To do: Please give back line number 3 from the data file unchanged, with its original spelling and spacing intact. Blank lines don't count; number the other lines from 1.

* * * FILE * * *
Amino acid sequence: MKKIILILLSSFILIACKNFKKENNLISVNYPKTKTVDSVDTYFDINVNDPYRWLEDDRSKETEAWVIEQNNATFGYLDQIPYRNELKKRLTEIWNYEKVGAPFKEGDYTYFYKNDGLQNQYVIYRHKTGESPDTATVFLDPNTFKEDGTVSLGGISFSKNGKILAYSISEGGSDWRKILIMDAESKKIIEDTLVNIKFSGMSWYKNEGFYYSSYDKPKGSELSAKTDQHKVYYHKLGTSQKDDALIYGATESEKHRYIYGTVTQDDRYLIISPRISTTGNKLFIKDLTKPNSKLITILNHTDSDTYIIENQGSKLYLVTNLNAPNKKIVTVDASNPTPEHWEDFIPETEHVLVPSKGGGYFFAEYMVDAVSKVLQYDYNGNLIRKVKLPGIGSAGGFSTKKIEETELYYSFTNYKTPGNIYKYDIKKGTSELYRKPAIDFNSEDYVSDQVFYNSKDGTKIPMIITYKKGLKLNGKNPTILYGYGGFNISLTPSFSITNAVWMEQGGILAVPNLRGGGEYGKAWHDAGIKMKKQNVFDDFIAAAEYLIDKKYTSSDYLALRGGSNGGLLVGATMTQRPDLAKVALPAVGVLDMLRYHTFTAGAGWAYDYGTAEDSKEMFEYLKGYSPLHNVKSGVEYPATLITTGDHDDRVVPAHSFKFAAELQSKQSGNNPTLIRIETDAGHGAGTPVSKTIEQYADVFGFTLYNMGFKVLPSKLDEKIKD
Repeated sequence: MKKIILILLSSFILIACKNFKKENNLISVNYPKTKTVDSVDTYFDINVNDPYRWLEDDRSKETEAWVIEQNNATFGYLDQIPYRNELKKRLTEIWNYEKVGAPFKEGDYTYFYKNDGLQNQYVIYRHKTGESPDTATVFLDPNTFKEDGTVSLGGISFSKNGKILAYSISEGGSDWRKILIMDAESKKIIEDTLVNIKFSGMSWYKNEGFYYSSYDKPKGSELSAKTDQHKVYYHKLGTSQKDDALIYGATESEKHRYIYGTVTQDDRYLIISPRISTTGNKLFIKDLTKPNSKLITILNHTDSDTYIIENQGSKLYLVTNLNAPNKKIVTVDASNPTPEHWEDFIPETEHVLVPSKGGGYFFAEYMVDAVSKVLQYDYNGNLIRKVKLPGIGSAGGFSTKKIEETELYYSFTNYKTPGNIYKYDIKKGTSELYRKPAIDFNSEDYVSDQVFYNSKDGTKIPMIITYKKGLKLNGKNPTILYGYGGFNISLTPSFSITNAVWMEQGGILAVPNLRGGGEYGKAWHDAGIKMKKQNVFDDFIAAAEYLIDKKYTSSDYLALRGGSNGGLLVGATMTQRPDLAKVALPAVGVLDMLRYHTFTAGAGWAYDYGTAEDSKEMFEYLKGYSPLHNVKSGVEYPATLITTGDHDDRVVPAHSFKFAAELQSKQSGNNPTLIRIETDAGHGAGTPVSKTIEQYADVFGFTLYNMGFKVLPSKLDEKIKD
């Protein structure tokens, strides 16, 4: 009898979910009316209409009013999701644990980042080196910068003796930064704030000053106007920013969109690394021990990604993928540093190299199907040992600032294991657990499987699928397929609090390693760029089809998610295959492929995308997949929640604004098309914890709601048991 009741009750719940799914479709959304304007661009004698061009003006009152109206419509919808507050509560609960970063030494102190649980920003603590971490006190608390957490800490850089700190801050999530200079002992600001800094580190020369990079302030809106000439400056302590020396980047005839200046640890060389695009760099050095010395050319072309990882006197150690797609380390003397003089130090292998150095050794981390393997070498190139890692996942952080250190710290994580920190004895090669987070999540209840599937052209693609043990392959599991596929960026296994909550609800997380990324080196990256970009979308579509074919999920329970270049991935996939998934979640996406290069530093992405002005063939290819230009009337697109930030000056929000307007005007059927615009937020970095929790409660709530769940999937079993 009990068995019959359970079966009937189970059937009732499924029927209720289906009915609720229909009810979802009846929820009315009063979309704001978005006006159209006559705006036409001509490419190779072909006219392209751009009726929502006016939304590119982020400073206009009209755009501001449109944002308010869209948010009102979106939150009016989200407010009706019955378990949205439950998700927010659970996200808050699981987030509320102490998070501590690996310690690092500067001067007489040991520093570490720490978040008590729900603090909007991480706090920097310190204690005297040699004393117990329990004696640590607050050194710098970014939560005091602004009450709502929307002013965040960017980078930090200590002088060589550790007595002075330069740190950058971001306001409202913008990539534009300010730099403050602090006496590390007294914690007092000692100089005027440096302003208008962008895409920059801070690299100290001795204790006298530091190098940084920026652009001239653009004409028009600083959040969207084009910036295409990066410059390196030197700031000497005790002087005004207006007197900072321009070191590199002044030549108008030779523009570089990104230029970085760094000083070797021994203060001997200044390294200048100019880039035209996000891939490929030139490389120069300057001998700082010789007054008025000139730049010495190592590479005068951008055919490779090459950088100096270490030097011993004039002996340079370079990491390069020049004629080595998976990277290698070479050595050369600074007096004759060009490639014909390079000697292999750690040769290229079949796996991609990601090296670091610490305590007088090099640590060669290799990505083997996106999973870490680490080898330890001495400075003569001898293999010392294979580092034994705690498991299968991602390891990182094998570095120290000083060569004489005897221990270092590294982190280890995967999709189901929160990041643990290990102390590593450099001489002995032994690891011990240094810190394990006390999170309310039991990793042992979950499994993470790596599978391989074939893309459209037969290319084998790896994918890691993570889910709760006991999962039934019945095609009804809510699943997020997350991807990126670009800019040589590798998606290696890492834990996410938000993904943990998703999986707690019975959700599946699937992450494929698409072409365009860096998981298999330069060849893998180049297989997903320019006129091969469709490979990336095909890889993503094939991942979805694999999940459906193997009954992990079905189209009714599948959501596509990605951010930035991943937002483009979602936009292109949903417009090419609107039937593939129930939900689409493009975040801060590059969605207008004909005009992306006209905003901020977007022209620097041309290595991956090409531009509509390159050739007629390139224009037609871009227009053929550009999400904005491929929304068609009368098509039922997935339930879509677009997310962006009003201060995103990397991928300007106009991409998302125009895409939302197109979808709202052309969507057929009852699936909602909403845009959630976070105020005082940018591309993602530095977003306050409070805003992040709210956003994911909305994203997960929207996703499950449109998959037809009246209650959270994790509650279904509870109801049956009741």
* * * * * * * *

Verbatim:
């Protein structure tokens, strides 16, 4: 009898979910009316209409009013999701644990980042080196910068003796930064704030000053106007920013969109690394021990990604993928540093190299199907040992600032294991657990499987699928397929609090390693760029089809998610295959492929995308997949929640604004098309914890709601048991 009741009750719940799914479709959304304007661009004698061009003006009152109206419509919808507050509560609960970063030494102190649980920003603590971490006190608390957490800490850089700190801050999530200079002992600001800094580190020369990079302030809106000439400056302590020396980047005839200046640890060389695009760099050095010395050319072309990882006197150690797609380390003397003089130090292998150095050794981390393997070498190139890692996942952080250190710290994580920190004895090669987070999540209840599937052209693609043990392959599991596929960026296994909550609800997380990324080196990256970009979308579509074919999920329970270049991935996939998934979640996406290069530093992405002005063939290819230009009337697109930030000056929000307007005007059927615009937020970095929790409660709530769940999937079993 009990068995019959359970079966009937189970059937009732499924029927209720289906009915609720229909009810979802009846929820009315009063979309704001978005006006159209006559705006036409001509490419190779072909006219392209751009009726929502006016939304590119982020400073206009009209755009501001449109944002308010869209948010009102979106939150009016989200407010009706019955378990949205439950998700927010659970996200808050699981987030509320102490998070501590690996310690690092500067001067007489040991520093570490720490978040008590729900603090909007991480706090920097310190204690005297040699004393117990329990004696640590607050050194710098970014939560005091602004009450709502929307002013965040960017980078930090200590002088060589550790007595002075330069740190950058971001306001409202913008990539534009300010730099403050602090006496590390007294914690007092000692100089005027440096302003208008962008895409920059801070690299100290001795204790006298530091190098940084920026652009001239653009004409028009600083959040969207084009910036295409990066410059390196030197700031000497005790002087005004207006007197900072321009070191590199002044030549108008030779523009570089990104230029970085760094000083070797021994203060001997200044390294200048100019880039035209996000891939490929030139490389120069300057001998700082010789007054008025000139730049010495190592590479005068951008055919490779090459950088100096270490030097011993004039002996340079370079990491390069020049004629080595998976990277290698070479050595050369600074007096004759060009490639014909390079000697292999750690040769290229079949796996991609990601090296670091610490305590007088090099640590060669290799990505083997996106999973870490680490080898330890001495400075003569001898293999010392294979580092034994705690498991299968991602390891990182094998570095120290000083060569004489005897221990270092590294982190280890995967999709189901929160990041643990290990102390590593450099001489002995032994690891011990240094810190394990006390999170309310039991990793042992979950499994993470790596599978391989074939893309459209037969290319084998790896994918890691993570889910709760006991999962039934019945095609009804809510699943997020997350991807990126670009800019040589590798998606290696890492834990996410938000993904943990998703999986707690019975959700599946699937992450494929698409072409365009860096998981298999330069060849893998180049297989997903320019006129091969469709490979990336095909890889993503094939991942979805694999999940459906193997009954992990079905189209009714599948959501596509990605951010930035991943937002483009979602936009292109949903417009090419609107039937593939129930939900689409493009975040801060590059969605207008004909005009992306006209905003901020977007022209620097041309290595991956090409531009509509390159050739007629390139224009037609871009227009053929550009999400904005491929929304068609009368098509039922997935339930879509677009997310962006009003201060995103990397991928300007106009991409998302125009895409939302197109979808709202052309969507057929009852699936909602909403845009959630976070105020005082940018591309993602530095977003306050409070805003992040709210956003994911909305994203997960929207996703499950449109998959037809009246209650959270994790509650279904509870109801049956009741």